|Wow! Sounds like a very old belt. I thought all of them would have been caught in the 10 year seatbelt replacement requirement. Or is that only for commercial operators?
Not sure if this is the same self but it reminded me about this fatal accident.
http://www.tsb.gc.ca/eng/rapports-repor ... 109.asp#a3
The aircraft was fitted with Cessna model S2070H-16 front lap belt and shoulder harness assemblies. Although not considered a factor in the occurrence, two design discrepancies were identified that could have impeded rapid release of the harness assembly and hamper occupant escape from the aircraft. On this belt assembly it is possible to mistake the latch handle frame for the latch handle itself, and for occupants to insert their fingers under the frame and pull on the frame rather than the latch handle when attempting to release the buckle. This could confuse occupants in an emergency and delay the release of the buckle.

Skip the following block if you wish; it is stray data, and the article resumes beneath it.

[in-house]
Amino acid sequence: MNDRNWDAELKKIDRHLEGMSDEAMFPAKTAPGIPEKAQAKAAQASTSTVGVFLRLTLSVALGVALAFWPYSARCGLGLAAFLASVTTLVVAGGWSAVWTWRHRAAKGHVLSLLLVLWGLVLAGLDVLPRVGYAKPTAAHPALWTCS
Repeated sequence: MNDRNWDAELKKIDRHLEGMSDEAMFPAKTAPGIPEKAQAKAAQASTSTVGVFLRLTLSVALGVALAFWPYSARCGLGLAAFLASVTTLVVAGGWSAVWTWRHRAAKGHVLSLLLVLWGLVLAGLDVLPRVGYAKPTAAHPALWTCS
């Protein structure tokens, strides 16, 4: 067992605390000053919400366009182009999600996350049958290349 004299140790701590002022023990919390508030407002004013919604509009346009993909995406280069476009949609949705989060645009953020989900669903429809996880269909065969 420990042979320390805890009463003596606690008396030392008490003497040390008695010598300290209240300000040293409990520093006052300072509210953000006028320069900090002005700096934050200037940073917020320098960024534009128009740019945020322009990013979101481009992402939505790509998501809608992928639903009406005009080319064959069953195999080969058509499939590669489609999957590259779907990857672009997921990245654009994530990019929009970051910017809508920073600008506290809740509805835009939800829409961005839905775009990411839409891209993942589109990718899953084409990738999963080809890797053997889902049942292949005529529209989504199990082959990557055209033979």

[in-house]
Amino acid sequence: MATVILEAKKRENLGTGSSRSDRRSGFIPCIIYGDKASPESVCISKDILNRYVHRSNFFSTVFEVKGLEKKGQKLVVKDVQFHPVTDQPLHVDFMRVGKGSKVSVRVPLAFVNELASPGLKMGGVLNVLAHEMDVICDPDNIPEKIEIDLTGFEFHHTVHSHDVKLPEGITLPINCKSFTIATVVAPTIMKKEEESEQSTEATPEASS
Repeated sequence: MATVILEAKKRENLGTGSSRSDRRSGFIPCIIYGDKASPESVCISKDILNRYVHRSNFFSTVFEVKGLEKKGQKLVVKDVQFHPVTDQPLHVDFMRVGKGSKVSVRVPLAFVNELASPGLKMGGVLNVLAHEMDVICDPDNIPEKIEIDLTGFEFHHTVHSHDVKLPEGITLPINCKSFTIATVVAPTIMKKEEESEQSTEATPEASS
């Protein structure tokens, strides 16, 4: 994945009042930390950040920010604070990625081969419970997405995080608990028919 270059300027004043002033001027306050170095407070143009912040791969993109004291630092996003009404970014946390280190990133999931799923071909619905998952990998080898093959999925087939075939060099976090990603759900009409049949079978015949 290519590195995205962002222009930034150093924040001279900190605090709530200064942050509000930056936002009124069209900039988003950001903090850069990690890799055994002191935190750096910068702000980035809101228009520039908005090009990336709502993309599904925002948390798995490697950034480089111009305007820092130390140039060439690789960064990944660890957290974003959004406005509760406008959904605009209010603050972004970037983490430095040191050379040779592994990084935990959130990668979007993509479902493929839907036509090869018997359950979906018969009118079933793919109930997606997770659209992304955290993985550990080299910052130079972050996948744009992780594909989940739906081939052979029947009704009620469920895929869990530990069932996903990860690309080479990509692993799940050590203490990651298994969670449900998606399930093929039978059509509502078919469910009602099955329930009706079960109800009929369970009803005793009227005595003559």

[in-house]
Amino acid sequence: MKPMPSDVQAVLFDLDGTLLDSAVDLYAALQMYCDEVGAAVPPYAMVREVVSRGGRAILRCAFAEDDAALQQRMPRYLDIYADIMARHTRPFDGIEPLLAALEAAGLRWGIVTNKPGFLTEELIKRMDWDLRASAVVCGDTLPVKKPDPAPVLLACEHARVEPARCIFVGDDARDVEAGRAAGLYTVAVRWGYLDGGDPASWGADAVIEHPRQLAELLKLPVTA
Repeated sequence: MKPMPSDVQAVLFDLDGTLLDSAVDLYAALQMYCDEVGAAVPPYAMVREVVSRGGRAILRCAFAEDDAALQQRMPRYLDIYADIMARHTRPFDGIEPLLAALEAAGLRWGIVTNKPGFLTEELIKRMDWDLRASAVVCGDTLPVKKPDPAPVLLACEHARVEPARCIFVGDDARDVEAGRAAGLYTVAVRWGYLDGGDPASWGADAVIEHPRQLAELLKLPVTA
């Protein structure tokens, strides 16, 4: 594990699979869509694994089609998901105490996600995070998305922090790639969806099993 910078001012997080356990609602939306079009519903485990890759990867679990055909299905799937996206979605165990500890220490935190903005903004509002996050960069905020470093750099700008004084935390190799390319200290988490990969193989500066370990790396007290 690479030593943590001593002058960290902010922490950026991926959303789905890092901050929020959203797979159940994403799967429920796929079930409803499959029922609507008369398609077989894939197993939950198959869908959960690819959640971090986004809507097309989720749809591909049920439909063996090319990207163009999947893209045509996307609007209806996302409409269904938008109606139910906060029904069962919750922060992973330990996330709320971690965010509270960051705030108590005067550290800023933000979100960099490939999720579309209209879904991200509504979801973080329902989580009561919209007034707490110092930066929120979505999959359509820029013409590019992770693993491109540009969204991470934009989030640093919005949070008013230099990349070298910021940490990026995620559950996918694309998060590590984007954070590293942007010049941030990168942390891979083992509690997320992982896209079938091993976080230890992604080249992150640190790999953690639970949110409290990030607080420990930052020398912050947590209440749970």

In addition, the lap belt length adjustment is on the latch side of the buckle and the short, fixed strap is on the tongue side of the buckle. The shoulder strap engages in a slot in the tongue and the short, fixed lap strap holds the shoulder strap in the diagonal position across the front of the occupant. Because the belt is mounted with the tongue of the latch on the opposite side of the occupant relative to the shoulder strap, releasing the lap belt loosens but does not release the shoulder strap. The occupant must then either disengage the shoulder strap separately from the lap belt or crawl out from under the shoulder strap to get out of the seat.
The design of the lap belt and shoulder harness assemblies was changed in 1975 with the introduction of the S2275 style assembly. On the new assembly the latch tongue and the shoulder strap are connected and oriented on the same side of the occupant, and releasing the latch releases the lap belt and the shoulder strap in one motion. As well the latch part of the buckle is attached to the lap belt in a manner that precludes occupants from placing their fingers under the latch handle when releasing the buckle. Between 21 July 2000 and 7 December 2000, the operator removed the old S2070H-16 style seat belt and shoulder harness assemblies from the other three Cessna 177B Cardinals in the fleet and installed the S2275 harness assemblies.